Philip Nitschke is one of the world’s most famous Australians, although he has recently moved to the Netherlands. He helps people to kill themselves, mostly by directing them to lethal drugs or supplying them with bottled gas. He has also written a book on DIY suicide, the Peaceful Pill Handbook, which is available over the internet.
In his view, legal euthanasia is passé, with its rules for who is eligible and who is not, with its paperwork, and with its prissy restrictions on who can administer the injections. That is a medical model of suicide, he argues. His life’s work is achieving unrestricted access to the means for painless, quick suicide. Suicide, in his view, is not a benefit to be granted by the state, but a fundamental human right for people who are in pain or who simply are tired of life.
This week he announced that the organisation which he heads, Exit International, was forming a subsidiary, Exit Action, which will take “a militant pro-euthanasia position”. He said that many members of Exit International were angry after the defeat of assisted suicide in South Australia last month and wanted to be more active in promoting the right to die.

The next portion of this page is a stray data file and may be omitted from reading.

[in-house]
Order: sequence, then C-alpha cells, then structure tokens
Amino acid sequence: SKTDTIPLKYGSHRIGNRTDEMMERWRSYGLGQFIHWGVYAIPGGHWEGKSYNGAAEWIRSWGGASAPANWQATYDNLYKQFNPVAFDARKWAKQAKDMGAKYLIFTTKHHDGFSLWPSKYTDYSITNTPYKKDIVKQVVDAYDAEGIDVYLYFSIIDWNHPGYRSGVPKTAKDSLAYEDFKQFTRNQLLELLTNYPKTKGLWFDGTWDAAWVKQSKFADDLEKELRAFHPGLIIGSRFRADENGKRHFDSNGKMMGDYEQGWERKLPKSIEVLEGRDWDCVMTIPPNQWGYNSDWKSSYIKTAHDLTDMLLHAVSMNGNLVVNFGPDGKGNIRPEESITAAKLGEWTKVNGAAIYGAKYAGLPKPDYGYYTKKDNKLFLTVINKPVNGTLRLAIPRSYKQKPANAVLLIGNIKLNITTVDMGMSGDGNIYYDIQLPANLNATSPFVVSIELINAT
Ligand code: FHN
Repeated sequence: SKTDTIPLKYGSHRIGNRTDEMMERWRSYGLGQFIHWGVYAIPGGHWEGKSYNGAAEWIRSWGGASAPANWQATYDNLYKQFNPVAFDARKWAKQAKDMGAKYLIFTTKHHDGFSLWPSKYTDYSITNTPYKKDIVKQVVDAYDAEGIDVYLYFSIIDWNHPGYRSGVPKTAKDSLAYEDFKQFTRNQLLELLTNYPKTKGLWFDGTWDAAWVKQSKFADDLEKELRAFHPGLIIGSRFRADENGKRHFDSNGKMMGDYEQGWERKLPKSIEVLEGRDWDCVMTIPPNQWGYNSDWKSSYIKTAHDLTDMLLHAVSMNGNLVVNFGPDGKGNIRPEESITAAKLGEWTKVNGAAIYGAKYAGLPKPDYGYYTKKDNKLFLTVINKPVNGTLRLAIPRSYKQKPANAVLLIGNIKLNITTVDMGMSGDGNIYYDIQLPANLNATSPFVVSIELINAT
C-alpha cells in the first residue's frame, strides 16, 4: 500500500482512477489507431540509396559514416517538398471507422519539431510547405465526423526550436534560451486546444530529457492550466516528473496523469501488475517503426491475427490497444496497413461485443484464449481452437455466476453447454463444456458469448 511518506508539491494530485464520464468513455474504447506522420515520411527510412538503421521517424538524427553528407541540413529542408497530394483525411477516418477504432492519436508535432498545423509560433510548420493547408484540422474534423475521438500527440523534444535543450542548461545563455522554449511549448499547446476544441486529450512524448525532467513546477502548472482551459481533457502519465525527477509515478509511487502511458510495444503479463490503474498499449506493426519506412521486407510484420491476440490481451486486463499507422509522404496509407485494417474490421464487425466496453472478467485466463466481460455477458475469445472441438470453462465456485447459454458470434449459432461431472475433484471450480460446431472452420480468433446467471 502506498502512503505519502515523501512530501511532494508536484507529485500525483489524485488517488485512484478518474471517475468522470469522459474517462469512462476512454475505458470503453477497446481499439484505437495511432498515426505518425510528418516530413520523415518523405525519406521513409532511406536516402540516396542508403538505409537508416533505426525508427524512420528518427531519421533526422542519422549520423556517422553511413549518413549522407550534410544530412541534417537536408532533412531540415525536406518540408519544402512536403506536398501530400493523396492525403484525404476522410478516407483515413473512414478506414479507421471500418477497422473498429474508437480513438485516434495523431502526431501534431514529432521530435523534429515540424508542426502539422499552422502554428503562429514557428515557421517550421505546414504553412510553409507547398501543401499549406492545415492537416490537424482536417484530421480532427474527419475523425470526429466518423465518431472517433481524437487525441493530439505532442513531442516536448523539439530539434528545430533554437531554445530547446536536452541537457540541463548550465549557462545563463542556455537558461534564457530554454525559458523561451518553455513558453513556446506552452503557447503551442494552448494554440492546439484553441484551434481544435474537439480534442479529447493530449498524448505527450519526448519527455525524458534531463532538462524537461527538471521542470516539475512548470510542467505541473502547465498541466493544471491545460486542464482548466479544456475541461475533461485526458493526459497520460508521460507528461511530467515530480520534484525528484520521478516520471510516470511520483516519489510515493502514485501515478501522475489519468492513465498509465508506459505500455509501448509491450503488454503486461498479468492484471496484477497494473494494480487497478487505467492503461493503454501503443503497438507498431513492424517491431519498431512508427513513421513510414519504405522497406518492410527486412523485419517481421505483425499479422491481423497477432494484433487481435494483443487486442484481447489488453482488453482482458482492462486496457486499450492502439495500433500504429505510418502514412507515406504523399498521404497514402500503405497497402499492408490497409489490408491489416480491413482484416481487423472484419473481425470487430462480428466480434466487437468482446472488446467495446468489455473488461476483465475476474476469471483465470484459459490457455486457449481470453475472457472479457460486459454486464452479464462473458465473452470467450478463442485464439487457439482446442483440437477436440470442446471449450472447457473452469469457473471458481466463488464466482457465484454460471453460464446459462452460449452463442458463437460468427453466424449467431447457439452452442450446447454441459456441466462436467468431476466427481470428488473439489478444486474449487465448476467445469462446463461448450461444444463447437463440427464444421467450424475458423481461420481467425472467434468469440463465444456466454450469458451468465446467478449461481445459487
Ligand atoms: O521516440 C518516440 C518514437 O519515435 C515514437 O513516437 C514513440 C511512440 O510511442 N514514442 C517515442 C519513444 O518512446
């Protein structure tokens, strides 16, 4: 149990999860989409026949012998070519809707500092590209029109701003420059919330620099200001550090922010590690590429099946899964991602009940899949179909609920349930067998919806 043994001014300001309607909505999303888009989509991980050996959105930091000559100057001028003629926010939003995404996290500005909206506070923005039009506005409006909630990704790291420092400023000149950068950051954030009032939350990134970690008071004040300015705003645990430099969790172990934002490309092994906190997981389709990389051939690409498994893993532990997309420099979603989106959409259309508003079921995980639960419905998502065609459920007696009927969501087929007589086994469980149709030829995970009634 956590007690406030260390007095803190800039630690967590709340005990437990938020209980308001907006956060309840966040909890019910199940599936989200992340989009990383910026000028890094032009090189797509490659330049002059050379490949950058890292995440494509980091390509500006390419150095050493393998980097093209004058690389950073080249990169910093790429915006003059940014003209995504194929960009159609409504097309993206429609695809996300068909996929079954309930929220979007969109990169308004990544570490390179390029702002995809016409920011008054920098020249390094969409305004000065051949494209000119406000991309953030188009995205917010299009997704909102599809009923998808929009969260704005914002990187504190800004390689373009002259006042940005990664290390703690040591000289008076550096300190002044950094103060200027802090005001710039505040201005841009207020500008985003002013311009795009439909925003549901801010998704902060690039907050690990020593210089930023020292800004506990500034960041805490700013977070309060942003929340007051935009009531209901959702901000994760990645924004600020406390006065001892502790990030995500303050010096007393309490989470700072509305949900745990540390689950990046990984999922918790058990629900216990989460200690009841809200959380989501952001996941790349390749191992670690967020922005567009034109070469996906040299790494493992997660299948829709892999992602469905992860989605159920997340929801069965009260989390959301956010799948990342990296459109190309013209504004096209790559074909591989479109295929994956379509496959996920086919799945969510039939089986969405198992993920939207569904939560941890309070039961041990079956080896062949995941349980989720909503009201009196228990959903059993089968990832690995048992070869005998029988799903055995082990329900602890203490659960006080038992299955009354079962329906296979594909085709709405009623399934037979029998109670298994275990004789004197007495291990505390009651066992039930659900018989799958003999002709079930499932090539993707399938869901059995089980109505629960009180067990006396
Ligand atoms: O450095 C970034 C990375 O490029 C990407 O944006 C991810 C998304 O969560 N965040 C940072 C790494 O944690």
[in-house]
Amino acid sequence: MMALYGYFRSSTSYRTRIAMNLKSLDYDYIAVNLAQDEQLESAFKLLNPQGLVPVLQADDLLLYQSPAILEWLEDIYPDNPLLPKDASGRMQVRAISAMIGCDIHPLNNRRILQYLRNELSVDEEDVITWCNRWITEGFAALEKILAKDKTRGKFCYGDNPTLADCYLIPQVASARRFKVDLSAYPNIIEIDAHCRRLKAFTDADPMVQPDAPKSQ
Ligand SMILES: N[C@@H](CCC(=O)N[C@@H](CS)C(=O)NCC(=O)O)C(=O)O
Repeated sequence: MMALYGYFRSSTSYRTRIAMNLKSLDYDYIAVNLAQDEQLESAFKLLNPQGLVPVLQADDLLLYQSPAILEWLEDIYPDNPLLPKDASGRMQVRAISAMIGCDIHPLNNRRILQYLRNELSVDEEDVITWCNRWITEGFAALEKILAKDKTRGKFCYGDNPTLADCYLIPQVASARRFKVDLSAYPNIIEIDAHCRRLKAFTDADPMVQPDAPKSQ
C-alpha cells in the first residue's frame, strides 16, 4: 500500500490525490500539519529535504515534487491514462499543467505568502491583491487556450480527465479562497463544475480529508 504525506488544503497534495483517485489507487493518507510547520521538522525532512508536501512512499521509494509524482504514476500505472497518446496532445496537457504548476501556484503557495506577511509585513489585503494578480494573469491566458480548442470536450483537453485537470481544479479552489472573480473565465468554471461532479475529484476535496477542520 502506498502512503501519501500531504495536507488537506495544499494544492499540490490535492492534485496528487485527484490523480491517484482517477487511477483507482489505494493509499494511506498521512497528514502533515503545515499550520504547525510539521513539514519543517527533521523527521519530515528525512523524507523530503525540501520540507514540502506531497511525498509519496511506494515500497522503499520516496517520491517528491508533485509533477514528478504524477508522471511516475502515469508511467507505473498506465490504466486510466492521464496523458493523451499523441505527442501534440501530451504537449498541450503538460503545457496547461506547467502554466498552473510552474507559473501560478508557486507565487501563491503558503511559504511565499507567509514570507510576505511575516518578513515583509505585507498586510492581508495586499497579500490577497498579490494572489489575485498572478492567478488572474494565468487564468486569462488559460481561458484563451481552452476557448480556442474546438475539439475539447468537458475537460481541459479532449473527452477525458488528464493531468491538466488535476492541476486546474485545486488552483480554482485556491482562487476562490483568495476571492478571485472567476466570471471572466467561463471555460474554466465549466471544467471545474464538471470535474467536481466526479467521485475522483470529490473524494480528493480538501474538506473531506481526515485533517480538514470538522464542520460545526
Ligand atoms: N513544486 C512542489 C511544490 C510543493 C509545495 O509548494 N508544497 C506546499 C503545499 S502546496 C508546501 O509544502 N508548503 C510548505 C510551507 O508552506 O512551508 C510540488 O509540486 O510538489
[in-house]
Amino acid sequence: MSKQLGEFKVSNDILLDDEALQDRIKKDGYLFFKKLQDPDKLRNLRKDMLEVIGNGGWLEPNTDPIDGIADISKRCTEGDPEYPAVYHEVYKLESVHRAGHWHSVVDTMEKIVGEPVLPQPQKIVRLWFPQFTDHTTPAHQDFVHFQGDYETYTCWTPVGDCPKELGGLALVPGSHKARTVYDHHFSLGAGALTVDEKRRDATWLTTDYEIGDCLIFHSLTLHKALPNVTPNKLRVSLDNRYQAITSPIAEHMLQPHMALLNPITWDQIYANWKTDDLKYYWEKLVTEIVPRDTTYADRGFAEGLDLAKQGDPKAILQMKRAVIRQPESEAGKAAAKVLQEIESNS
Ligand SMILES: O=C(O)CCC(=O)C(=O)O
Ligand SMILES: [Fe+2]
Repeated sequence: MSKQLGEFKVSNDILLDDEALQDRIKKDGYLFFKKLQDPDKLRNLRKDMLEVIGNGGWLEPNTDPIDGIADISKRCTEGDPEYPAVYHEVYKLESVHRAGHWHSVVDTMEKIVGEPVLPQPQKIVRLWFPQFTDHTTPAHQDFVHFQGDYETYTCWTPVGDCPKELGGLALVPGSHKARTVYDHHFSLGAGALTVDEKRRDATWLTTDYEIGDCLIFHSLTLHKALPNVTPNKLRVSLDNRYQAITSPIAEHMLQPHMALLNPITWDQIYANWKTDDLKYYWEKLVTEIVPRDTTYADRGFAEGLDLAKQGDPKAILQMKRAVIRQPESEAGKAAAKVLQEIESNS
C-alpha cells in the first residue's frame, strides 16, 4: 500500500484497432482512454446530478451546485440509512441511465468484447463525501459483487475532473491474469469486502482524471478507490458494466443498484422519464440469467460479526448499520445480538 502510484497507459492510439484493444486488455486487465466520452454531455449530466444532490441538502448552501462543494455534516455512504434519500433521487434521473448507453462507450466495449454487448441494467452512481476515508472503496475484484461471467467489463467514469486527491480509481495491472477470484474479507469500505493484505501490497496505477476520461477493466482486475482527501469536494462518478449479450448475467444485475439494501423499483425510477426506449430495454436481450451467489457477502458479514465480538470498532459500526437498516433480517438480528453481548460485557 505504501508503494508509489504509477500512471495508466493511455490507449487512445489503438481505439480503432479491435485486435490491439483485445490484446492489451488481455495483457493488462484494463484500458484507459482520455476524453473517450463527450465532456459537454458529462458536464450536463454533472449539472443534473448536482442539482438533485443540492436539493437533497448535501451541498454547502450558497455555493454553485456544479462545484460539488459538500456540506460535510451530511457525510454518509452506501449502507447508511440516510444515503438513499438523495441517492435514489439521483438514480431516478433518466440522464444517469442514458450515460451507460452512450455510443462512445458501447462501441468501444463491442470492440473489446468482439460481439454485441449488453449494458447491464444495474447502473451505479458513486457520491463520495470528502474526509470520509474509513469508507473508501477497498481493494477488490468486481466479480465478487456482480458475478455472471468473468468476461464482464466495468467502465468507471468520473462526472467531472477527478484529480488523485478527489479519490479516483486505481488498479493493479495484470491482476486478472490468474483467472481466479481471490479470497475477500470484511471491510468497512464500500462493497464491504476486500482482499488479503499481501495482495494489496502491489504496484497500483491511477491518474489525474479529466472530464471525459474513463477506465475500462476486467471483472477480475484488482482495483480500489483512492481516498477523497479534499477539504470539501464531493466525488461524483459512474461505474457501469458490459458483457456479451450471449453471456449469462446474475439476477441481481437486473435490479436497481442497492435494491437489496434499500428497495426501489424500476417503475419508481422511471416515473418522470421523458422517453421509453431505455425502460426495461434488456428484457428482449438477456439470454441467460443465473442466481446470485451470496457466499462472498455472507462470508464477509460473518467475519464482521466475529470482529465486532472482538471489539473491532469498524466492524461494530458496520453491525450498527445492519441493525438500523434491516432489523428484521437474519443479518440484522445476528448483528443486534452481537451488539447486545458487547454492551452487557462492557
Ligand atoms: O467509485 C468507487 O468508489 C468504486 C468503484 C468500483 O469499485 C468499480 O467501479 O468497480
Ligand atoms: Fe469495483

“Exit Action is critical of the ‘medical model’ that sees voluntary euthanasia as a privilege given to the very sick by the medical profession. The standard approach for years has been to get the very sick to tell their stories of suffering to the public and politicians, in the hope that politicians might take pity and change the law.
The views, opinions and positions expressed by these authors and blogs are theirs and do not necessarily represent that of the Bioethics Research Library and Kennedy Institute of Ethics or Georgetown University.